This midfield unit wouldn’t be a concern if everything else on the team was settled. An attack brimming with creativity would balance out a midfield focused on getting and retaining the ball. A young and vibrant midfield could carry an attack focused on poaching in the box. The concern for Bayern is that both things could collapse at once. Fail to find a star on the left wing, and a creator in midfield to lighten the load on Thiago and the team could end up with a strike force that needs the ball delivered to them and a midfield incapable of providing it.

None of this is to say that Bayern doesn't have a lot of young prospects. They do. From Renato Sanches to Alphonso Davies to their rumoured interest in Chelsea's Callum Hudson-Odoi, Bayern are clearly interested in young talent. The challenge though is that when you're Bayern Munich prospects don't cut it. They need players who are young and great at the same time. Davies is only 18 and maybe by the time he's 22 he'll be good enough to be a regular, but Bayern can't afford to twiddle their thumbs while they wait. Talent development is important but it has to come along side fielding a team that's one of the best in the world right now.

These are all champagne problems of course. Wondering whether the clearly excellent Gnabry is good enough to shoulder a large load for Bayern, or wondering whether they have enough creativity should Thiago get hurt and Tolisso not recover is basically wondering whether Bayern is a top tier Champions League contender or a fringe Champions League contender. And they’re going to be favorites to win the Bundesliga either way. But that’s the challenge of being Bayern. When you have the gigantic resource advantage they do, you don’t get to rebuild, you have to reload, and you have to do it fast.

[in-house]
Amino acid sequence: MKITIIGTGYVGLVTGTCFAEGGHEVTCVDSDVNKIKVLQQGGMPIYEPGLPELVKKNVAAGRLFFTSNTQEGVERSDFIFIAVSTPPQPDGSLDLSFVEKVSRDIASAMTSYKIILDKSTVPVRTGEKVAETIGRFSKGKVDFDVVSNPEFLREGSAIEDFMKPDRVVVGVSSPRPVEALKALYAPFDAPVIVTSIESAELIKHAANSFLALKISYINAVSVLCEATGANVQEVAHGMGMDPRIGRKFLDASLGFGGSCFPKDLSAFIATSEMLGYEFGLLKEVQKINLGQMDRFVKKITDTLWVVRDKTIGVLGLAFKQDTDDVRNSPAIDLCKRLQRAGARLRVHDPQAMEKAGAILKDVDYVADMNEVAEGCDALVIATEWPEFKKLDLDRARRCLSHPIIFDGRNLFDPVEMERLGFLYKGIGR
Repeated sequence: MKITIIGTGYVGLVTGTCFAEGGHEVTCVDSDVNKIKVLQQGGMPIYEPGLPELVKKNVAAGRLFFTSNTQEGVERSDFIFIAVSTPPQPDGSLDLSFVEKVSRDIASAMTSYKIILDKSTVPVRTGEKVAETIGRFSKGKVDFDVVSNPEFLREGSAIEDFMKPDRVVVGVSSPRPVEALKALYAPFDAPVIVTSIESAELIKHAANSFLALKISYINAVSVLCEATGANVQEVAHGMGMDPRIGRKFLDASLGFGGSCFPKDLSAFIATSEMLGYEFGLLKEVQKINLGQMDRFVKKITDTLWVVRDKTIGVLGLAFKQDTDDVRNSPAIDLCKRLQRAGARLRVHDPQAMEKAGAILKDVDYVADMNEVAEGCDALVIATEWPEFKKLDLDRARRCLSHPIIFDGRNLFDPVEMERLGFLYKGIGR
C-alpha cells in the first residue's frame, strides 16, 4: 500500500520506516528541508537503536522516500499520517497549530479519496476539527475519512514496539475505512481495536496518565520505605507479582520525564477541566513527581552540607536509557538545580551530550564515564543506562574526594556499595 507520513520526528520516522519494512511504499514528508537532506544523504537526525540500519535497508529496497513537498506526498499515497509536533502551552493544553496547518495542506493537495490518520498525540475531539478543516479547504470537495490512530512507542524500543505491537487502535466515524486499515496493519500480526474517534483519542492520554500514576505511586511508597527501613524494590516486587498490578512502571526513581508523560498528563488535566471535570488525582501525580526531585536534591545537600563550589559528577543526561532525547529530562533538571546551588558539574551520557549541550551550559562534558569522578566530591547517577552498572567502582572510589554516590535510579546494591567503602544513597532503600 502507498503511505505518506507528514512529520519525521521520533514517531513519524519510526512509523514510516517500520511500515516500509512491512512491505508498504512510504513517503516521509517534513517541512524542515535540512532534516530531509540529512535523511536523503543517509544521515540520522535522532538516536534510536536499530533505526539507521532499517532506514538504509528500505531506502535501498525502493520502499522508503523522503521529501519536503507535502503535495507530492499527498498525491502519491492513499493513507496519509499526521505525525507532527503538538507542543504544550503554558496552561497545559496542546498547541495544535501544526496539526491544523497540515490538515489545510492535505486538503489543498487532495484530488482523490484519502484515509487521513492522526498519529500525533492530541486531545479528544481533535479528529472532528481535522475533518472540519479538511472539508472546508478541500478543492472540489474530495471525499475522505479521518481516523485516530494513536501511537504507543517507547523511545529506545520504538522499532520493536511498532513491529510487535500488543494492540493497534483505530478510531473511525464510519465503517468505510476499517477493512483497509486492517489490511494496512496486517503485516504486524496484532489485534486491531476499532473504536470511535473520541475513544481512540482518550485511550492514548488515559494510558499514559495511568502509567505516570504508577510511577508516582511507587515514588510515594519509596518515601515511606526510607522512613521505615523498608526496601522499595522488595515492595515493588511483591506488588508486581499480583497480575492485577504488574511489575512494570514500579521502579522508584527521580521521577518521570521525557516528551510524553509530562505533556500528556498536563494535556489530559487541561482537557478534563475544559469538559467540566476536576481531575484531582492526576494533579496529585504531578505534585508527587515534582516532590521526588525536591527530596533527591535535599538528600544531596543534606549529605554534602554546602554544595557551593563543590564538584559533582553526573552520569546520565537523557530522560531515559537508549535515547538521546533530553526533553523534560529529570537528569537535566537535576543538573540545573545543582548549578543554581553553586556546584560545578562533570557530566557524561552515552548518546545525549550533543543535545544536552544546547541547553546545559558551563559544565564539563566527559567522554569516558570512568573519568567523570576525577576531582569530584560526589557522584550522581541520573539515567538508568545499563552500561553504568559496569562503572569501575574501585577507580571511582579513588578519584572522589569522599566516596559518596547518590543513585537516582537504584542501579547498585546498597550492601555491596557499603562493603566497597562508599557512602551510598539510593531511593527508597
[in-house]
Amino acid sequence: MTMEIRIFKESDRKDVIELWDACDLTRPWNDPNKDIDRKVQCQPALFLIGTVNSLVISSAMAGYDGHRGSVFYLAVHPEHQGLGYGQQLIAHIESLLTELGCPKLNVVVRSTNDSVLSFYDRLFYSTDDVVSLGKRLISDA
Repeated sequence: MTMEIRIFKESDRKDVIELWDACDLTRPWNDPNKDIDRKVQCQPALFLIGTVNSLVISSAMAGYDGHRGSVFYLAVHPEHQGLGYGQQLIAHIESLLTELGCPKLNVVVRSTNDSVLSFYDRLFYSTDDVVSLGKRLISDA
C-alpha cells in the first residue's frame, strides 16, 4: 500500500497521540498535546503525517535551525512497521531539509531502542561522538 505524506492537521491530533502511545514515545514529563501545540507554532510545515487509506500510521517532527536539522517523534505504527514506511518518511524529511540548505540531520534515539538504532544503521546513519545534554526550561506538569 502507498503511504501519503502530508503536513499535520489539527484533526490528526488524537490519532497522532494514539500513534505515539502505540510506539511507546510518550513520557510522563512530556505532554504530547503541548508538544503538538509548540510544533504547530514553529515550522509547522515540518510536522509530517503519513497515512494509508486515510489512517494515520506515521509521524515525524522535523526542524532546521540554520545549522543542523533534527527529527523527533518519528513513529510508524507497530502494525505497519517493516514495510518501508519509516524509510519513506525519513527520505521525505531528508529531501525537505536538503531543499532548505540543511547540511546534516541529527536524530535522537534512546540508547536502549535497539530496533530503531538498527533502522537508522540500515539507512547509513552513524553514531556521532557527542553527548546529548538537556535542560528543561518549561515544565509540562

Bayern have a lot of work to do. In Hernandez they added further strength to the strongest part of their squad. It’s how they strengthen the weaker parts that will determine whether they’ll merely be great, or continue to contend at the very top of the European pyramid.


Header image courtesy of the Press Association

Let the Wild Champions League Race Rumpus Roar

With ten games to go in the Premier League, the race for the Champions League is well and truly on. Three teams, Arsenal, Chelsea and Manchester United are in a virtual dead heat for the fourth spot, with a fourth, Tottenham Hotspur lurking slightly above the fray. Let’s set the stage for the run in.


Technically in sixth place, Chelsea are three points behind Arsenal and two behind Manchester United, but also have a game in hand. They also, despite their well publicized struggles, have the best numbers of the bunch. Their expected goal difference of 0.51 per match remains third best in the league. They still just take so many shots, 15.22 per match, second in the league, and concede so few, 9.15 the third fewest.

It’s easy to focus on their faults. The shots they create aren’t great ones, and they leave themselves vulnerable to create them. Jorginho has been shorter on incisiveness and longer and defensive vulnerability than expected. Teams really can carve Chelsea open.